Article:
If you're prepared to sell at a massive loss (eg, HP) then people will buy your tablets for the novelty factor. That's as close as anyone will get any time soon.

  11. airbrush

    how can it fail?

    Most windows apps wont work, interface is incredibly disjointed. Why would you choose it to over an ipad or android?

  12. Randall Shimizu

    Microsoft should have spent the resources necessary to catch up with Apple. MS will have to spend a lot of money subsidizing the Slates if they have any hopes of catching up.

  13. Jeff 8

    @Hans 1

    You obviously don't administer a network and are probably one of the usualy suspects who I constantly have to fix their PC for, because they are:

    a: useless with technology

    b: stupid

    c: both

    Group policy is excellent, and when you have hackers on the inside of a domain trying to get to data they shouldn't, group policy becomes one of our best defence mechanisms.

    Problem with not being on a domain. How do you update the software 10000 machines that are in a workgroup? I can do it pretty quickly and easily in a domain.

    You'd never get anything done at my work!

  14. Pat 4

    The problem here...

    The problem here is that in order to get into the tablet market, Microsoft will have to come up with some innovations of their own. And that would certainly be a first for them.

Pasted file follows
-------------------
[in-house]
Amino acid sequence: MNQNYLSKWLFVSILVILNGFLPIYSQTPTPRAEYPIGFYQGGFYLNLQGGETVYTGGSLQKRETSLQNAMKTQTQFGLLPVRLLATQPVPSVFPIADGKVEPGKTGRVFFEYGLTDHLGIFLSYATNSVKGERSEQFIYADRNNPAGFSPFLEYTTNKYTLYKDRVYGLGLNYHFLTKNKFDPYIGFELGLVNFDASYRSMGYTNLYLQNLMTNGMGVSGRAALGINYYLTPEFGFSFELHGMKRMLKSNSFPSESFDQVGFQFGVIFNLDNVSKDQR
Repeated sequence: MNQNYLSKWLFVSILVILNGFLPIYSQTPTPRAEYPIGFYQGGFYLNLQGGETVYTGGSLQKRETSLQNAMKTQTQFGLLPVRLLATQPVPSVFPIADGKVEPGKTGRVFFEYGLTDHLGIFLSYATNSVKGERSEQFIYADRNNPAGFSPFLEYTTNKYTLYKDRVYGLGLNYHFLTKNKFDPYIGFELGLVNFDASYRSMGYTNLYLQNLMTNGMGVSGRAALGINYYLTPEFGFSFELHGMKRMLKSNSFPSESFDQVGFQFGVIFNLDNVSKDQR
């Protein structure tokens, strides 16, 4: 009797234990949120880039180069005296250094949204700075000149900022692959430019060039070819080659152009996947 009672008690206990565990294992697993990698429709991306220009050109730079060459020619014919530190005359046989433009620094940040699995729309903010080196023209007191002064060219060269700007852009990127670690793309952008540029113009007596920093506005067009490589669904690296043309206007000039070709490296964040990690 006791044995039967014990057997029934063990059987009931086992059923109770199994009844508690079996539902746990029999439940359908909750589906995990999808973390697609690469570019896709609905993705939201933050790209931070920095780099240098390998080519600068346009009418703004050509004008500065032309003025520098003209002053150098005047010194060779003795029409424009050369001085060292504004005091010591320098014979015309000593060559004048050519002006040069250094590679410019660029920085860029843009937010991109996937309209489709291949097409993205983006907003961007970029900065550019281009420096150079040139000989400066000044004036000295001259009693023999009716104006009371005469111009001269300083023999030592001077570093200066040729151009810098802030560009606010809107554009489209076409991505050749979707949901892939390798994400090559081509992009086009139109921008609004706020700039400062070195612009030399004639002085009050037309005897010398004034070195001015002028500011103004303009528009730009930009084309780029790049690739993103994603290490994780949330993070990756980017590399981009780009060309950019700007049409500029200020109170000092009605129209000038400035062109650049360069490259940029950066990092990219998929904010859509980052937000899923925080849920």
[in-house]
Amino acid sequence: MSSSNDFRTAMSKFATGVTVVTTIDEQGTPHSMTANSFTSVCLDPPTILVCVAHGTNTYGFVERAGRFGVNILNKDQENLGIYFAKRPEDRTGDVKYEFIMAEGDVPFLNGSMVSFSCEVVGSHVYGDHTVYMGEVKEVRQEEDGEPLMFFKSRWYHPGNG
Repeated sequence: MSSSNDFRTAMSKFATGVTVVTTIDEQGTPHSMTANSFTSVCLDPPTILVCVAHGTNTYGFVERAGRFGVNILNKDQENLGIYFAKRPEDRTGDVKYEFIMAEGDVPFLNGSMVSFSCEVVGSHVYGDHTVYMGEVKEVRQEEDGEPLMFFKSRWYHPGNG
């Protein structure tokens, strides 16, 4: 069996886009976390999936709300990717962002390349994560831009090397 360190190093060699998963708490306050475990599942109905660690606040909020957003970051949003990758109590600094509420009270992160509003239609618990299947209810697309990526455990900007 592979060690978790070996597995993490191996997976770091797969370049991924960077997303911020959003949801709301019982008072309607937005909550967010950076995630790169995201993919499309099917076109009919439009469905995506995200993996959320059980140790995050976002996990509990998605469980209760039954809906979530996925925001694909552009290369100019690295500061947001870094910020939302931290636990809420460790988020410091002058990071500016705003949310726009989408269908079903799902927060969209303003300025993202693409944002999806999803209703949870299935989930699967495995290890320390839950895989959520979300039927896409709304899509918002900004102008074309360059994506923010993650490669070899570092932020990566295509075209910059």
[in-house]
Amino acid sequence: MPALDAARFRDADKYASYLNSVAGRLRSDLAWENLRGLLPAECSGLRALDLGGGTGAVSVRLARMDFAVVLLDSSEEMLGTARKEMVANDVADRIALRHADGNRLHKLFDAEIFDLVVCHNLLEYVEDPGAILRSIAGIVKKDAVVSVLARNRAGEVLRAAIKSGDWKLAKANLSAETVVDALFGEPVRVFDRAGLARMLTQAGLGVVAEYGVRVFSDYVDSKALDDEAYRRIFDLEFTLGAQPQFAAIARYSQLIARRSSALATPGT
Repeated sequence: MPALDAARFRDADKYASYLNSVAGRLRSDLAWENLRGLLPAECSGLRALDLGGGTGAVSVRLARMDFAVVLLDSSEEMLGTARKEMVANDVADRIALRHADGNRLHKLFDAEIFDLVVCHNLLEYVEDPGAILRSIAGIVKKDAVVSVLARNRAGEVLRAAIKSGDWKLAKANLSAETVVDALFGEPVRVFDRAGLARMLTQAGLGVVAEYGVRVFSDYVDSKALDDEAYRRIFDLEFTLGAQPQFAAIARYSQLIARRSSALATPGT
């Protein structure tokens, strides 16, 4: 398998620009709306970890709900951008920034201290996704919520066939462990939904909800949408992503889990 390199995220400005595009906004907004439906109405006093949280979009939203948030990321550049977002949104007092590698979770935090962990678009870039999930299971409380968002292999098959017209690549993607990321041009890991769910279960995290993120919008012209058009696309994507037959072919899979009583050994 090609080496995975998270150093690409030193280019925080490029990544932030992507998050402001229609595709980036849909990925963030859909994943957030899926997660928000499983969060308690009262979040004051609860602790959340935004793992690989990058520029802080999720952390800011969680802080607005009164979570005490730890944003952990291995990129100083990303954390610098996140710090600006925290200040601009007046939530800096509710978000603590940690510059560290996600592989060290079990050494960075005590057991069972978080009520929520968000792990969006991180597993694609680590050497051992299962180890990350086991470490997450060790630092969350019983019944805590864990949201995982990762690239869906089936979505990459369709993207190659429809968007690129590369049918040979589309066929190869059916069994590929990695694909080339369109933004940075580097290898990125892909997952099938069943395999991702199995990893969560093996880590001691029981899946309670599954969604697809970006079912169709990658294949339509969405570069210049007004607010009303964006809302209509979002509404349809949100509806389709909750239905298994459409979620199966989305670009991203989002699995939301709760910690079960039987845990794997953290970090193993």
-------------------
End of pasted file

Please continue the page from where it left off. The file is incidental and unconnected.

The bar for quality, stability, ease of use and overall functionality has been set pretty high by Apple. If all Microsoft can do is come close to that... they've already failed. Just like the problem with Google+ was that everyone was already on facebook, the problem with a Windows tablet is going to be that... well it's okay but it's not an iPad.

    In order to succeed, Microsoft will have to do to the iPad, what Apple did to the tablet PC. And personally, I do not believe Microsoft is capable of such a leap. They do not have to company culture.

  15. Henry Wertz 1 Gold badge

    (From the article)

    "Forrester Research has published a report that claims consumer interest has "plummeted" during the past nine months. The bean counters are vague on what the tab-happy public has grown tired of - be it Windows 8, tablets, or tablets running Window 8 - but the conclusion is that Microsoft's got a hard act to follow."


    Absolutely it has plummeted.